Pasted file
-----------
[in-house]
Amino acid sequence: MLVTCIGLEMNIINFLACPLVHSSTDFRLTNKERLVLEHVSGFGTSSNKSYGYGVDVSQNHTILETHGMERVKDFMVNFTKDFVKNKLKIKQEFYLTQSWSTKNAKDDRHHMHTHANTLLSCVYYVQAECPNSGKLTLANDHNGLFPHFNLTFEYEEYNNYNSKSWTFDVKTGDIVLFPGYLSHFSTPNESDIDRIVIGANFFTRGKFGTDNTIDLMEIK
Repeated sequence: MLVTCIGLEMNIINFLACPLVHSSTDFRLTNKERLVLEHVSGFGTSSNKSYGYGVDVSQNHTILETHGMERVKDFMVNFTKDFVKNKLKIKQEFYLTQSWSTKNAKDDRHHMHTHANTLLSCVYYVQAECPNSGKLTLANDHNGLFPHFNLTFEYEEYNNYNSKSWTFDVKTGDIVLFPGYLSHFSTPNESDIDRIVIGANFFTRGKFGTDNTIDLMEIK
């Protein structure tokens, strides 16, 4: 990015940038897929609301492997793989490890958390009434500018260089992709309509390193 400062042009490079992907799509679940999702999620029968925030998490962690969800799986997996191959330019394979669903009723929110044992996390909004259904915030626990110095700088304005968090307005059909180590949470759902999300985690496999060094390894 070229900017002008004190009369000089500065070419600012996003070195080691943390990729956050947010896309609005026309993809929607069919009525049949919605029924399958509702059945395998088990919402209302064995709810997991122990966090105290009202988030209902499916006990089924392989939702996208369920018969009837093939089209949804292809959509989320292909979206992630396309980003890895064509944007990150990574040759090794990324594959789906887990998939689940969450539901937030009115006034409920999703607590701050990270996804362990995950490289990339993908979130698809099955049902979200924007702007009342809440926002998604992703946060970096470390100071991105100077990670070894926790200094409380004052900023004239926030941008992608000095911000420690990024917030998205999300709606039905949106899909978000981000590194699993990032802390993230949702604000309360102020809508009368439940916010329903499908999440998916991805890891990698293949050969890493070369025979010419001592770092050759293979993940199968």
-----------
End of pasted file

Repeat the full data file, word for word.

[in-house]
Amino acid sequence: MLVTCIGLEMNIINFLACPLVHSSTDFRLTNKERLVLEHVSGFGTSSNKSYGYGVDVSQNHTILETHGMERVKDFMVNFTKDFVKNKLKIKQEFYLTQSWSTKNAKDDRHHMHTHANTLLSCVYYVQAECPNSGKLTLANDHNGLFPHFNLTFEYEEYNNYNSKSWTFDVKTGDIVLFPGYLSHFSTPNESDIDRIVIGANFFTRGKFGTDNTIDLMEIK
Repeated sequence: MLVTCIGLEMNIINFLACPLVHSSTDFRLTNKERLVLEHVSGFGTSSNKSYGYGVDVSQNHTILETHGMERVKDFMVNFTKDFVKNKLKIKQEFYLTQSWSTKNAKDDRHHMHTHANTLLSCVYYVQAECPNSGKLTLANDHNGLFPHFNLTFEYEEYNNYNSKSWTFDVKTGDIVLFPGYLSHFSTPNESDIDRIVIGANFFTRGKFGTDNTIDLMEIK
């Protein structure tokens, strides 16, 4: 990015940038897929609301492997793989490890958390009434500018260089992709309509390193 400062042009490079992907799509679940999702999620029968925030998490962690969800799986997996191959330019394979669903009723929110044992996390909004259904915030626990110095700088304005968090307005059909180590949470759902999300985690496999060094390894 070229900017002008004190009369000089500065070419600012996003070195080691943390990729956050947010896309609005026309993809929607069919009525049949919605029924399958509702059945395998088990919402209302064995709810997991122990966090105290009202988030209902499916006990089924392989939702996208369920018969009837093939089209949804292809959509989320292909979206992630396309980003890895064509944007990150990574040759090794990324594959789906887990998939689940969450539901937030009115006034409920999703607590701050990270996804362990995950490289990339993908979130698809099955049902979200924007702007009342809440926002998604992703946060970096470390100071991105100077990670070894926790200094409380004052900023004239926030941008992608000095911000420690990024917030998205999300709606039905949106899909978000981000590194699993990032802390993230949702604000309360102020809508009368439940916010329903499908999440998916991805890891990698293949050969890493070369025979010419001592770092050759293979993940199968």